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When (and Why) to Stop Reading a Book

Man relaxing on a couch, reading a book.
VGstockstudio/Shutterstock

Not finishing a book gets a bad rap but, sometimes, it’s the best decision you can make. Here’s how to know when it’s time to stop.

People read for lots of reasons: to get better at something, to learn, because it’s required professionally, and so on. However, the best reason of all to read is for fun! There’s nothing better than getting caught up in a good book.

If you read for pleasure, it’s obvious you should enjoy the book you’re reading. If you’re dreading every page, coming up with excuses not to read, or just constantly distracted by your phone, then something is wrong. Let’s consider when you should stop reading a book.

Reasons You Should Stop Reading a Book

Most of the time, you don’t have to read a book. You’re not obliged to finish, but this can be hard for avid readers to grasp. Some people slog their way through, regardless, and that’s not the best idea.

If you’re not reading something for work or due to a social obligation—for example, it’s the book your mother wrote or your friends’ absolute favorite novel—then you’re reading it for yourself. And, if you’re reading something for yourself, you can stop at any time.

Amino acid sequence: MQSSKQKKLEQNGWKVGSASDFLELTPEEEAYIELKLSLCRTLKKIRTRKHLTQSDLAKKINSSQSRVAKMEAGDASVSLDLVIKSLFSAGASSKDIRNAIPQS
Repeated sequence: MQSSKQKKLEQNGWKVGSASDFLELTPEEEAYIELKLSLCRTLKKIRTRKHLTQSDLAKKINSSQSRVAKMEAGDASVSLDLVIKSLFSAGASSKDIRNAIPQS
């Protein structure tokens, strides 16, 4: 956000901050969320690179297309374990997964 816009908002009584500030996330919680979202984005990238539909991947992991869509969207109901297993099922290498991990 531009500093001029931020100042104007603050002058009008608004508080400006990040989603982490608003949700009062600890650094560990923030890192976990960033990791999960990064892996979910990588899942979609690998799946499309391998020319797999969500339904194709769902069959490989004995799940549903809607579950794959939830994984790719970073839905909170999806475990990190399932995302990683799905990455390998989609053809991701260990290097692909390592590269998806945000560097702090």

Now, don’t get me wrong. I’m not saying you should put down any book you find a tad boring or difficult. Some of the best books are slow starters or tricky to get into. There are plenty of times you should push through an awkward beginning, but there are also some times when you should stop.

You Hate It

The first clue that you should put down a book is when you hate something about it. I’m not talking about mild dislike or finding the pacing off. I’m talking about full-on objecting to a character’s existence or the moral direction the book is taking. If a character makes your blood boil or the language is so offensive you feel the need to go to confession, you should step away.

A big caveat here, though, is that great books often make you uncomfortable. Catch 22 and 1984 aren’t meant to leave you joyous. You can always put down a book, but be careful about doing so just because you’re thinking thoughts or feeling feelings you don’t like. That’s usually when you know you should push on.

You Can’t Read It

There are some books I just can’t read—On the Road, for one. There’s something about it that knocks me out faster than a Valium. No matter how hard I try, I just can’t read more than a few pages. These types of books are hard to predict. Based on the description on the back of the book, I should adore On the Road.

If there’s a book that puts you to sleep or sits on your shelf ignored for months on end, it might be time to accept you’re just not going to read it. Pull the plug and decide it’s not for you.

It’s Not Right, Right Now

Woman looking out a window, taking a break from reading her book.
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Almost all avid readers have a book (or books) they read at just the right moment. These books define specific periods of our lives or inspire us to do things. These are some of the most important books we will ever read—and sometimes, they come along at the wrong time.